To begin a story, one might start with “It all started when…” or “once upon a time…,” but this story has no obvious beginning or end. It started when you and I were born, and it is ongoing today. To make things simple and straightforward, I will start with our 6th grade year.
I had known that I really didn’t fit in at our school. I never really had. My unspoken goal for our 6th grade year was to make friends. I didn’t really expect to become the most popular girl in class (although I won’t deny that I wished it) but I did want to have at least a couple of friends in my class. The only girl I did consider my friend was K, who happened to be in the other class. So I sized up my horizon and set out on that epic foray. I talked to everyone, even the (gasp) boys. I even talked to you. I figured I could become friends with you, because you were friends with K. So we talked. I will tell you now that I was not stupid, however only naive. I could tell that you really didn’t like me that much, but you just tolerated me probably on your mother’s orders. You never looked past the braces and the oily face to see what was within. I branched out to other people, being entirely too optimistic. I received the same reaction that I got from you from all of them. All except for one: S.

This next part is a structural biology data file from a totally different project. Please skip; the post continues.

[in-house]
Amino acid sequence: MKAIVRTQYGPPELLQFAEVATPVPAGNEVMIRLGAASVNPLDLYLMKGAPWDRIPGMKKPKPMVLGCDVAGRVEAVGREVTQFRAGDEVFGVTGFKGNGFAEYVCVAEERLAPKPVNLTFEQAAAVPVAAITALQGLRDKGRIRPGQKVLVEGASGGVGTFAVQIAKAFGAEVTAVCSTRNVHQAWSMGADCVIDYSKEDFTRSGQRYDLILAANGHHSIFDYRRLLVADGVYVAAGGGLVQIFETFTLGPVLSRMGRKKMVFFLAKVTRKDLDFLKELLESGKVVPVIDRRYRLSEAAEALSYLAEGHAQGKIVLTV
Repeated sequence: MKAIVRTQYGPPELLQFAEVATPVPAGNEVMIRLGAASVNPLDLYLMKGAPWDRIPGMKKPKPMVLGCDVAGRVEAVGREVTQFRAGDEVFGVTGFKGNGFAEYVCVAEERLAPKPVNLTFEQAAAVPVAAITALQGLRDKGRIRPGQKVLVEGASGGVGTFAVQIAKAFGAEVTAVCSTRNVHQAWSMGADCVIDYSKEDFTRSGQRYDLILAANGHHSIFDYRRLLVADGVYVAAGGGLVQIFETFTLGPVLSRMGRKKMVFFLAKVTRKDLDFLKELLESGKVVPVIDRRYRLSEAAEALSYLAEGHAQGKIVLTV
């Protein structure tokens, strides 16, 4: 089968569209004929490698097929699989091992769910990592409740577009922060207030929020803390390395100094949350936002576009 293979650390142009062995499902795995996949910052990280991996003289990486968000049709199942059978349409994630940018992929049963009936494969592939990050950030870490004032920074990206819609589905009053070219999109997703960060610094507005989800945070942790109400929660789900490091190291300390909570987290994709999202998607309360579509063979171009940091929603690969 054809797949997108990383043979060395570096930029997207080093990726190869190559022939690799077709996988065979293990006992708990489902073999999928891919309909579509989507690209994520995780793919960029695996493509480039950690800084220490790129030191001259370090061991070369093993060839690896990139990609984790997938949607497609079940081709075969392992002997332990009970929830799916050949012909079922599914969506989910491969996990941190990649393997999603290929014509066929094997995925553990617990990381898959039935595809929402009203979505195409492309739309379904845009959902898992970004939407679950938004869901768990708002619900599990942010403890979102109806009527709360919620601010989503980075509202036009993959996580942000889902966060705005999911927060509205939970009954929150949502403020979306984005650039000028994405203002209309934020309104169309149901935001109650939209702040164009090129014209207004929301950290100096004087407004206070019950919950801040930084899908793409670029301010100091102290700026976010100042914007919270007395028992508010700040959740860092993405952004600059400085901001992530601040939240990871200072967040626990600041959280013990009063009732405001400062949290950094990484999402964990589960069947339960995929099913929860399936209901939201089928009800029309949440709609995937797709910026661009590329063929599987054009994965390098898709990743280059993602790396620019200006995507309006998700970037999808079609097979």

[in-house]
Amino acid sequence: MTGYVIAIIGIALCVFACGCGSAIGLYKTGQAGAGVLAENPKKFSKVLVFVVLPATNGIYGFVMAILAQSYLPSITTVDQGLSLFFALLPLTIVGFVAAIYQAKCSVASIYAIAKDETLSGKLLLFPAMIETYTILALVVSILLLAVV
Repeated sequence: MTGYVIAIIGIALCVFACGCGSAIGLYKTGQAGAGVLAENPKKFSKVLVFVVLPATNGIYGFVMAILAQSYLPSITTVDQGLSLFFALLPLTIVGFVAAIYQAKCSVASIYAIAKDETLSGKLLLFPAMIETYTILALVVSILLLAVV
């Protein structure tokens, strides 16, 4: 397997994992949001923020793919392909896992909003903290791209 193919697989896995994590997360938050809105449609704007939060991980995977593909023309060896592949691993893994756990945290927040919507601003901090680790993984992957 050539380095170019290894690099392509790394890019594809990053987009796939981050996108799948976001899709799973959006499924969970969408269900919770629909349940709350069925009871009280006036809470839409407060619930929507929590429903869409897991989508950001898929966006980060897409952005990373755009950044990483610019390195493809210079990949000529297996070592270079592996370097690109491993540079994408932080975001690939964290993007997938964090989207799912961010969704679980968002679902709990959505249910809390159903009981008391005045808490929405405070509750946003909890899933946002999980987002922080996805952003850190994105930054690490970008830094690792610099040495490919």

How do I even begin to describe her? She was your average queen bee of the ‘in’ group; a Regina George of real life. From the outside she may have seemed like a cute, outgoing, smart and funny girl: the average teacher’s dream. In reality, she was just the opposite. She took advantage of me and befriended me just to go along with that image that she so desperately desired. And me, being my callow self, went along with it perfectly. She was my savior: I felt as if I really belonged, despite the eye rolling of her partners in crime. I never suspected that she could be capable of the complete destruction of a person. On one seemingly normal day, she took it upon herself to inform me that the only reason she was being friends with me was to keep her image of perfection in check, or in her words, “to keep Miss N off my back.” While this completely shattered my definition of the word “friend,” you, I must say, get the gold cupie doll for mutilating it. Besides the fact that you shut me down every time I tried to talk to you, you also (for reasons unknown) turned K against me. When I could actually muster enough courage and energy to go and talk to my one and only friend, you would mutter something (only God knows what) in her ear, and you both would turn away, sometimes laughing, and completely ignore me.